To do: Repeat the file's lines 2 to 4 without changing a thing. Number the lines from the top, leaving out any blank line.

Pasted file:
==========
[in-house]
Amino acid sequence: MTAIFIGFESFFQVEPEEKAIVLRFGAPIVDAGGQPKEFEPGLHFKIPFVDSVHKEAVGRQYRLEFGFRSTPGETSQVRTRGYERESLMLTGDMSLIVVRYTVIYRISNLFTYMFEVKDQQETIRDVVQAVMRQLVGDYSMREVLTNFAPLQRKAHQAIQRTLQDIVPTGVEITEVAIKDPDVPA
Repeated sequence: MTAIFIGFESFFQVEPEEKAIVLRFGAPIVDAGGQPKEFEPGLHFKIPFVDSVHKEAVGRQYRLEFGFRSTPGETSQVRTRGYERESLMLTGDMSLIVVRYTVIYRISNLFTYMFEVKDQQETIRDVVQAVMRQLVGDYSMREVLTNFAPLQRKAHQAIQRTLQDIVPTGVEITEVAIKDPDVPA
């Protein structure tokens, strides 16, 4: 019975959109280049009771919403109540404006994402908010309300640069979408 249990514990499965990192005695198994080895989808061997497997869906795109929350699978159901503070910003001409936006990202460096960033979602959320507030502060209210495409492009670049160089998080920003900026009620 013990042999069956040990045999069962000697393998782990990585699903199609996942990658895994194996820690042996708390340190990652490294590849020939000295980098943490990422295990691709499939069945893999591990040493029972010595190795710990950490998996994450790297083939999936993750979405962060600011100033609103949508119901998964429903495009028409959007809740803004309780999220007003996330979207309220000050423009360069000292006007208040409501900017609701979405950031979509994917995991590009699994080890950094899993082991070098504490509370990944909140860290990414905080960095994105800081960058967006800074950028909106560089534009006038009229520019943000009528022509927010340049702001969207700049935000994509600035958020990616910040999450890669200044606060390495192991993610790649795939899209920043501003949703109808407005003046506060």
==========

Amino acid sequence: MTAIFIGFESFFQVEPEEKAIVLRFGAPIVDAGGQPKEFEPGLHFKIPFVDSVHKEAVGRQYRLEFGFRSTPGETSQVRTRGYERESLMLTGDMSLIVVRYTVIYRISNLFTYMFEVKDQQETIRDVVQAVMRQLVGDYSMREVLTNFAPLQRKAHQAIQRTLQDIVPTGVEITEVAIKDPDVPA
Repeated sequence: MTAIFIGFESFFQVEPEEKAIVLRFGAPIVDAGGQPKEFEPGLHFKIPFVDSVHKEAVGRQYRLEFGFRSTPGETSQVRTRGYERESLMLTGDMSLIVVRYTVIYRISNLFTYMFEVKDQQETIRDVVQAVMRQLVGDYSMREVLTNFAPLQRKAHQAIQRTLQDIVPTGVEITEVAIKDPDVPA
């Protein structure tokens, strides 16, 4: 019975959109280049009771919403109540404006994402908010309300640069979408 249990514990499965990192005695198994080895989808061997497997869906795109929350699978159901503070910003001409936006990202460096960033979602959320507030502060209210495409492009670049160089998080920003900026009620 013990042999069956040990045999069962000697393998782990990585699903199609996942990658895994194996820690042996708390340190990652490294590849020939000295980098943490990422295990691709499939069945893999591990040493029972010595190795710990950490998996994450790297083939999936993750979405962060600011100033609103949508119901998964429903495009028409959007809740803004309780999220007003996330979207309220000050423009360069000292006007208040409501900017609701979405950031979509994917995991590009699994080890950094899993082991070098504490509370990944909140860290990414905080960095994105800081960058967006800074950028909106560089534009006038009229520019943000009528022509927010340049702001969207700049935000994509600035958020990616910040999450890669200044606060390495192991993610790649795939899209920043501003949703109808407005003046506060």